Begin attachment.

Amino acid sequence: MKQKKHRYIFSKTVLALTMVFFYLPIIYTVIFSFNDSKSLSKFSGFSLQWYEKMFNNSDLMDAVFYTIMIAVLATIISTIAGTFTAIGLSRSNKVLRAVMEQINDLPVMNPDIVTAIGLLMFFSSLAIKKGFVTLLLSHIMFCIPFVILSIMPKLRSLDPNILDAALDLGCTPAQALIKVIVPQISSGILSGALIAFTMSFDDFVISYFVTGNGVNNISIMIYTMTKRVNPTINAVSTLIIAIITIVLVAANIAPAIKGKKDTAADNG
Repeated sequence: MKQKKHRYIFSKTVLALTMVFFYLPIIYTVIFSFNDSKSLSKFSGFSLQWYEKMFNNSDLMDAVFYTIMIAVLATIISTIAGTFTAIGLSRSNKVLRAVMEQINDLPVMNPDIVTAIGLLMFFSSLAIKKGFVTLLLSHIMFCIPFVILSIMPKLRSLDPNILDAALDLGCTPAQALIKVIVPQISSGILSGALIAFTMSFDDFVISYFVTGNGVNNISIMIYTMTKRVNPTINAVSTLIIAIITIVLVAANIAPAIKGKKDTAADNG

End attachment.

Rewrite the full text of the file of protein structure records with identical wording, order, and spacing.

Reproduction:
Amino acid sequence: MKQKKHRYIFSKTVLALTMVFFYLPIIYTVIFSFNDSKSLSKFSGFSLQWYEKMFNNSDLMDAVFYTIMIAVLATIISTIAGTFTAIGLSRSNKVLRAVMEQINDLPVMNPDIVTAIGLLMFFSSLAIKKGFVTLLLSHIMFCIPFVILSIMPKLRSLDPNILDAALDLGCTPAQALIKVIVPQISSGILSGALIAFTMSFDDFVISYFVTGNGVNNISIMIYTMTKRVNPTINAVSTLIIAIITIVLVAANIAPAIKGKKDTAADNG
Repeated sequence: MKQKKHRYIFSKTVLALTMVFFYLPIIYTVIFSFNDSKSLSKFSGFSLQWYEKMFNNSDLMDAVFYTIMIAVLATIISTIAGTFTAIGLSRSNKVLRAVMEQINDLPVMNPDIVTAIGLLMFFSSLAIKKGFVTLLLSHIMFCIPFVILSIMPKLRSLDPNILDAALDLGCTPAQALIKVIVPQISSGILSGALIAFTMSFDDFVISYFVTGNGVNNISIMIYTMTKRVNPTINAVSTLIIAIITIVLVAANIAPAIKGKKDTAADNG